The problem has arisen in this way. Suppose a mortgagee applies for possession because there is default and asks for leave to take one of the remedies under the mortgage, which are referred to in the Courts (Emergency Powers) Act. The mortgagor does not appear, and, as things are at present, it is difficult, if not impossible, for the court to do anything but give leave to the mortgagee to take his order. No inability to pay owing to war circumstances has been proved and the mortgagor is not there. That is a problem which we felt ought to be dealt with, because the mortgagor may be a soldier serving abroad. There may have been an order for what is called substituted service by post, instead of personally, which he has never received, and he may know nothing about the application. A plain injustice would be committed if an order were made by which possession was taken of the property and it was perhaps sold. The scheme of the Clause is that, if the mortgagor is absent, the court assumes that he is a serving soldier unless the mortgagee proves the contrary. That puts the onus on the mortgagee to prove that the mortgagor is not a serving soldier.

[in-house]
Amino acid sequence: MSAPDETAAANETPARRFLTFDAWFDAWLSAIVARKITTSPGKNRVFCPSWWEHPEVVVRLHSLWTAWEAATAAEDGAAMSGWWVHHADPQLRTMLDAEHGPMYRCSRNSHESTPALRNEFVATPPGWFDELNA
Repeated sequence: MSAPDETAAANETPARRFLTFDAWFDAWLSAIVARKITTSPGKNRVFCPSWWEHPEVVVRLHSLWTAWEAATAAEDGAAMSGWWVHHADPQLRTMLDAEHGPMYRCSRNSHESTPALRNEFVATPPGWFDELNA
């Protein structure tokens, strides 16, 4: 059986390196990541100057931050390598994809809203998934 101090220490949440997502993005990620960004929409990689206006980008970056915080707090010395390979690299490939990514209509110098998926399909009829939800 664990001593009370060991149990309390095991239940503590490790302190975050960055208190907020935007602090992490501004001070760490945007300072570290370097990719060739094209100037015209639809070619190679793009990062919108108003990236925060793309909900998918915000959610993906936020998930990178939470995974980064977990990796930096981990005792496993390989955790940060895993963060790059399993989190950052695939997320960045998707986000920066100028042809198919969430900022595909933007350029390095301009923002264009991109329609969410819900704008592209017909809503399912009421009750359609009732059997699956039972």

The new Clause goes further and provides that, if he is a serving soldier, or if the case proceeds on the basis that he is a serving soldier—either because he has appeared or because he is assumed to be one—the onus is placed on the mortgagee to show that there is ability to pay. We do not leave it to the serving soldier to prove inability to pay. From the point of view of mortgagees that may seem rather a tall order, and that is why we restrict this provision to the question of mortgages. It may be of vital importance because a man's savings may be imperilled unless he gets protection. Subsection (3) is necessary in cases where the mortgagor has shut up the house and gone off. He cannot be found, he is assumed to be a serving soldier, and the mortgagee cannot get possession and exercise his remedies at that stage. It may therefore be desirable that somebody should be appointed to look after the property to prevent it falling into rack and ruin. This Sub-section enables a receiver to be appointed. Subsection (4) deals with a technical point under the Mortgage (Emergency Provisions) Act, which was intended to make it clear that proceedings could not be taken by mortgagees unless there had been default. There is some question whether that covers cases where the mortgagee seeks possession by virtue of the determining Clause.